By Maryann Tomovich Jacobsen, MS, RD
Many people struggle with eating in our food-centric environment. But there are those who are successful despite all the distractions, fad diets, and larger-than-life portions. While some of these people have eaten well most their life, others have found a way to sustain positive change.
These “successful eaters” eat nutritious foods most of the time, prepare meals in ways that work for them, enjoy eating, and regulate food intake well. So with some input from top-notch registered dietitians, I’ve listed 7 key factors that increase the likelihood someone will have success with eating.
1. Prefers fruits and vegetables: A 2012 study published in Appetite showed that women who sustained healthy diets actually had taste preferences for fruits and vegetables. People who are successful with eating consume healthy foods for taste just as much as nutrition.
“I think that the most successful eaters rely on whole plant-based foods and lots of vegetables,” says Jill Nussinow, MS, RD, The Veggie Queen. “Generally, they know how to cook the ‘real’ foods that they eat.”
2. Has a flexible eating style: The research on restrained eaters shows that those with “rigid control” gain more weight over time than those with “flexible control.” Successful eaters are flexible with their eating — a better fit for real life.
“I like to describe eating on a 10-point scale, where 1 is being super strict and following all the diet rules to an extreme. Most of the people I work with who live like this eventually can’t stand it anymore and jump over to 10 where they follow no diet rules and eat as if they might get hit by a bus tomorrow, ” says Jill Weisenberger, MS, RD, CDE, author of Diabetes Weight Loss—Week by Week. “Those who are successful tend to eat in the 4-5-6 range. Maybe 6 is when they’re on vacation, 4 when they’ve gained a couple of pounds or just returned from a vacation, and 5 is the rest of the time.”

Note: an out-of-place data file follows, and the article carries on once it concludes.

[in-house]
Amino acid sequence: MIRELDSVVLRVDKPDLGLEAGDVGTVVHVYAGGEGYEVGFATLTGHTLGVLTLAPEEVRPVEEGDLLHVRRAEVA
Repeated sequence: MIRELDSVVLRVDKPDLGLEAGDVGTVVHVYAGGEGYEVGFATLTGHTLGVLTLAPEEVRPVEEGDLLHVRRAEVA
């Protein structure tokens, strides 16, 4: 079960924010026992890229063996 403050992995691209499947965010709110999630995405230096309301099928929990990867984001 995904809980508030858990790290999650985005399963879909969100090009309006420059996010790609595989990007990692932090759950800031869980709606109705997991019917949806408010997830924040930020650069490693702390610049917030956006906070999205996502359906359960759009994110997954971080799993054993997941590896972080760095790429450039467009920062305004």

3. Focus on the positive: When I talk to people about food they always start with their weakness or what they need to avoid. The problem with this strategy is the mind tends to focus on whatever you think about most. Instead, successful eaters focus on the yummy, nutritious foods you want to include in their diet.
“In my experience, successful eaters don’t deprive themselves of their favorite foods,” says Victoria Shanta Retelny, RD, LDN, author of The Essential Guide to Healthy Healing Foods. “They eat in moderation, relish variety, and savor and enjoy all foods.”
4. Trust the body’s wisdom: I used to sit in amazement when someone would turn down cake because they were full or allow ice cream to sit in their fridge for months. But now I understand that trusting and listening to your body, instead of your head, may be the most important success factor for eating well.
“The clients who have been the most successful in returning to their inborn intuitive eating skills are the ones who make true peace with food–no lingering judgment,” says Elyse Resch, MS, RD, coauthor of Intuitive Eating: a Revolutionary Program that Works. “They also understand the difference between restriction (which is planned in advance) and setting limits (which is an internal process, based on fullness signals).”
5. Make it a lifestyle: When I first became interested in nutrition, I would eat ultra healthy all week and go hog wild all weekend. At the time I didn’t know how to live in both worlds sensibly — and I constantly felt conflicted. Successful eaters eat healthy a majority of the time (on vacation and weekends!) because it is a preferred lifestyle.
Creating this healthy lifestyle takes time and patience but is well worth it. Making small changes, deciding which foods do it for you, fitting in activity, and constantly reevaluating what’s working and not, are key.
6. Remove perceived barriers. The 2012 study in Appetite showed that nutritious eaters were also less likely to perceive barriers to healthy eating such as time and cost. Successful eaters are able to eat well under most circumstances, which means their confidence and desire to maintain health habits is high.
“Whether it is a quick trip to the grocery store or a longer time spent away from home, the healthy eater is always prepared,” says Leah Kaufman, MS, RD. “Being prepared may include having a healthy snack on hand or knowing where you can get a healthy meal.”
7. Keep nutrition in perspective: Successful eaters don’t jump on every new nutrition trend or react negatively to the latest health and nutrition report. Instead, they are consistent with their diets and include healthy foods that are filling and satisfying.
“Successful eaters are those who include water, fiber and protein in many of their meals,” says Kathryn Fink, MS, RD. “This helps with awareness of hunger and fullness and being mindful”
Do any of these success factors ring true with you? Are some more challenging than others? Share your thoughts in the comments section below.